Please use this identifier to cite or link to this item: http://hdl.handle.net/11707/4604
Title: Yamba: A Morphosyntactic Study of the Basic Sentence
Authors: Nassuna, Nzenge Lucia
Keywords: African Languages
Niger-Congo Languages
Atlantic-Congo Languages
Yamba
Issue Date: 2001
Publisher: Université de Yaoundé I
Abstract: This study has been inspired by both immediate and long term objectives which are academic, scientific and political. Our most immediate objectives are scientific. The very lirst thing any learner of linguistics has to discover is the very complex nature of language - of any language. He is given a list of features that any language must manifest. I-le is told for example that, amongst others, language is primarily vocal, miat manifest duality of patterning, discreteness and structure. He is told that while each language is unique all languages are similar. All this boils down to one thing. Any language utterance can be broken down into successively small units li-om the largest, the sciitence, down to tlic smallest, the phoneme. Thcsc uuils can be identified and given labels corresponding to the various levels and ranks of analysis. There must be implicit rules which govern the way smaller units are combined to form larger ones. The discovery of such rules is what we may broadly call morphosyntax. The morphosyntactic study of a language is scientifically arid acatlemically very exciting for any student aspiring to become a linguist and I think Yamba deserves this scientific attention. The scientific objective of this study is therefore to describe the morphosyntax of Yamba in order to determine how Yaiiiba is morphosyntactically unique and yet morphosyntactically similar to other languages that have been studied before. The long-term objectives orthis study are closely linked to the significance ofthe study both from a personal and political point overview. From a political standpoint, it is the explicit policy of the governinent that Cameroonian children should receive their primary school education in their respective mother languages. The problem here is that, due to negative attitudes, the study and writing of Cameroonian languages was neglected in favour of the colonial languages. Hence, before this policy can be put into effect lingiiists must get down to study these various languages and create relevant didactic iiiaterial to be used in the schoo1s.A morphosyntactic study of Yamba constitutes a major step towards the description of the language and eventual creation of relevant didactic nlrtterial. Fro111 a pcrsonal standpoiiil, some of us the non-native speakers of Yamha, are through social constraints, called upon to intergrate into the Yamba community. We think the study of this lanbwage analytically may help us to understand the Yaniba community better; a language is a very conspicuous “identity card” of its speakers.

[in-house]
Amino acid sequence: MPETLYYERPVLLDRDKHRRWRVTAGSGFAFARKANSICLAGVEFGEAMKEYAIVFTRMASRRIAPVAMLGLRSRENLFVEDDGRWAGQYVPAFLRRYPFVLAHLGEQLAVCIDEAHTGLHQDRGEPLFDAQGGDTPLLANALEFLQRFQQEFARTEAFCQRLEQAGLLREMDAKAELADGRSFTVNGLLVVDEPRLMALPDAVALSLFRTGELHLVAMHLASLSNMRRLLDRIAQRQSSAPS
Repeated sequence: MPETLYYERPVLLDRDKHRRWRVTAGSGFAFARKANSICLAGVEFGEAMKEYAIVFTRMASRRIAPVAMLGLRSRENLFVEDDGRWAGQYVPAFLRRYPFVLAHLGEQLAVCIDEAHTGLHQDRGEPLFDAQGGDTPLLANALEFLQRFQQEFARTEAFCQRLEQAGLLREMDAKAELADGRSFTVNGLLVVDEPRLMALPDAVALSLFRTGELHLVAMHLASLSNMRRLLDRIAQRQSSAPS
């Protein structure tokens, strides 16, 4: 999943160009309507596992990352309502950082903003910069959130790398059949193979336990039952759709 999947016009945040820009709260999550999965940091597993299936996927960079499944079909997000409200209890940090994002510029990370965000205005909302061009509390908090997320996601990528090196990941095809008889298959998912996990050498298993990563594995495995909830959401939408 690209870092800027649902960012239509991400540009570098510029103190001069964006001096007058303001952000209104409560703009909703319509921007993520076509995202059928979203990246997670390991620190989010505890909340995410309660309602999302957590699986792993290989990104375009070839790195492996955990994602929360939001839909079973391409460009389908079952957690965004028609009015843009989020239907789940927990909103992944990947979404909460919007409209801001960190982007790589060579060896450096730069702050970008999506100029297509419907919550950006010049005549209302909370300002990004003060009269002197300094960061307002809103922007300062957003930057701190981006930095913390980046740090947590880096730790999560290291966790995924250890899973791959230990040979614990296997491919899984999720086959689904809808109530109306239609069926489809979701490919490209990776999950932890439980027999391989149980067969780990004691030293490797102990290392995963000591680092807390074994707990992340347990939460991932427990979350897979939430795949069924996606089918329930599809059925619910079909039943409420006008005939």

URI: http://hdl.handle.net/11707/4604
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